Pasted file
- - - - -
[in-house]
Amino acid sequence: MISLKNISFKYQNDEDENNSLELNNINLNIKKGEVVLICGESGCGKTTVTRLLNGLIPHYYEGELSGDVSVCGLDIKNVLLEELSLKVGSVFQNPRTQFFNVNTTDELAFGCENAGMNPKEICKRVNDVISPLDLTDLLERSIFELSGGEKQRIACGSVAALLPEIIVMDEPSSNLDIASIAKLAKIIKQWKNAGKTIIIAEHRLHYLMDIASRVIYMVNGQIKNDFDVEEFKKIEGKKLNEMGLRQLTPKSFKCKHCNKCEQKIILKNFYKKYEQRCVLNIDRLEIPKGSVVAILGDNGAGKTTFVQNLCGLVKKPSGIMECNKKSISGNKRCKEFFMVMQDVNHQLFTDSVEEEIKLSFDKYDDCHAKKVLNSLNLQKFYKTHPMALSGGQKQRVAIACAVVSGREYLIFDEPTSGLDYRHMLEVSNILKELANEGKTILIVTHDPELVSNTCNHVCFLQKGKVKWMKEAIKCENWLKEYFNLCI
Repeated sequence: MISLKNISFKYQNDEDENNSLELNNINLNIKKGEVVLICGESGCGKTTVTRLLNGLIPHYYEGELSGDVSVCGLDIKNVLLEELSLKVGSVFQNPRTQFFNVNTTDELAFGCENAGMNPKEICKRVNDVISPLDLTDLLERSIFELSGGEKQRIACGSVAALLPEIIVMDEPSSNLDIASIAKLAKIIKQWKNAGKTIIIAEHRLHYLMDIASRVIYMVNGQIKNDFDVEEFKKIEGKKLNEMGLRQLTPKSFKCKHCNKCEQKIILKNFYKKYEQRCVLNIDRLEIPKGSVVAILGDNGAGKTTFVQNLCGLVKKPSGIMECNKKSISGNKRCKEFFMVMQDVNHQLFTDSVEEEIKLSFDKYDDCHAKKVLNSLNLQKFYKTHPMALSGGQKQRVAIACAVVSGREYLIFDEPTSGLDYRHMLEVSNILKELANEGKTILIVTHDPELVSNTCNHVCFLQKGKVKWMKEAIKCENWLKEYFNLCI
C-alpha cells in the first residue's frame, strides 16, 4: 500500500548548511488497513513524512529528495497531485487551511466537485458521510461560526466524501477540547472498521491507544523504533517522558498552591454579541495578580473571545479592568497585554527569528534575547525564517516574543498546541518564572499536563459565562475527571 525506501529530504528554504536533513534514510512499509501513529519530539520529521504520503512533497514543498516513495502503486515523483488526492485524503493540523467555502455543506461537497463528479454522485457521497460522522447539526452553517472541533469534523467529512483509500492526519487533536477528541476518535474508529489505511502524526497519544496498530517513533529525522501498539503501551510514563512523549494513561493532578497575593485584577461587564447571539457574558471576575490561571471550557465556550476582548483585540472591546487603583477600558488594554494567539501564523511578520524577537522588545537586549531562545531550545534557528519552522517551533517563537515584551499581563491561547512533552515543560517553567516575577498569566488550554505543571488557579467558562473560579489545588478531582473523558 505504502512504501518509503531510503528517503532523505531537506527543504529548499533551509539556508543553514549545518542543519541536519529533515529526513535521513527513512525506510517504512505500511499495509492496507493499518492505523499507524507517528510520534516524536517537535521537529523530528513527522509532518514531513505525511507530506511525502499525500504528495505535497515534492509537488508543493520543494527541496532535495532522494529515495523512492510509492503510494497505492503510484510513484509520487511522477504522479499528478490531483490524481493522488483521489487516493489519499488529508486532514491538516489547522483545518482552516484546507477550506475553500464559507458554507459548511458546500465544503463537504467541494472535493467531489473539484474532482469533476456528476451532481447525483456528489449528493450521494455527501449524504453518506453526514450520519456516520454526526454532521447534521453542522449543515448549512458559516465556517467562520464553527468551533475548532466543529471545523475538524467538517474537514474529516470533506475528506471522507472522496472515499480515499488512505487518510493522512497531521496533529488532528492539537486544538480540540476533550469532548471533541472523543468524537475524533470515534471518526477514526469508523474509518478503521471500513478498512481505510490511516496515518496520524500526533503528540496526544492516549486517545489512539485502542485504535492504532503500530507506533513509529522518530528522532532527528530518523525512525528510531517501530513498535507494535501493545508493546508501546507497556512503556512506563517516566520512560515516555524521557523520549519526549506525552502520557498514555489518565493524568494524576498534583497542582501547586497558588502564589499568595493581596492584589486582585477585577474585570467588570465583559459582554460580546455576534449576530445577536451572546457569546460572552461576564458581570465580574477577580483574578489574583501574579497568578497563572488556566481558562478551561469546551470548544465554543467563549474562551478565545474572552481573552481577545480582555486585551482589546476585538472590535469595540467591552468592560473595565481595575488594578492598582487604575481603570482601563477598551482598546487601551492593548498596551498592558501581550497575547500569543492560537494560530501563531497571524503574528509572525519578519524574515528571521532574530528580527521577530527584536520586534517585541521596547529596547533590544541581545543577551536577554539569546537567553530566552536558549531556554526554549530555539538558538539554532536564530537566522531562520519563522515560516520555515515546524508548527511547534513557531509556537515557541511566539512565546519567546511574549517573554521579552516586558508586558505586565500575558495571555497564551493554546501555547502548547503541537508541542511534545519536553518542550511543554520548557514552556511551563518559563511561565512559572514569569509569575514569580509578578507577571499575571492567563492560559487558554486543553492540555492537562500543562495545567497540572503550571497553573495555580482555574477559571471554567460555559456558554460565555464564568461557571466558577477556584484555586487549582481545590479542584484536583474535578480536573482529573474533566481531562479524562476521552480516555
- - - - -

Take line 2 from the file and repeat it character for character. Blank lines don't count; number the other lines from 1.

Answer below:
Amino acid sequence: MISLKNISFKYQNDEDENNSLELNNINLNIKKGEVVLICGESGCGKTTVTRLLNGLIPHYYEGELSGDVSVCGLDIKNVLLEELSLKVGSVFQNPRTQFFNVNTTDELAFGCENAGMNPKEICKRVNDVISPLDLTDLLERSIFELSGGEKQRIACGSVAALLPEIIVMDEPSSNLDIASIAKLAKIIKQWKNAGKTIIIAEHRLHYLMDIASRVIYMVNGQIKNDFDVEEFKKIEGKKLNEMGLRQLTPKSFKCKHCNKCEQKIILKNFYKKYEQRCVLNIDRLEIPKGSVVAILGDNGAGKTTFVQNLCGLVKKPSGIMECNKKSISGNKRCKEFFMVMQDVNHQLFTDSVEEEIKLSFDKYDDCHAKKVLNSLNLQKFYKTHPMALSGGQKQRVAIACAVVSGREYLIFDEPTSGLDYRHMLEVSNILKELANEGKTILIVTHDPELVSNTCNHVCFLQKGKVKWMKEAIKCENWLKEYFNLCI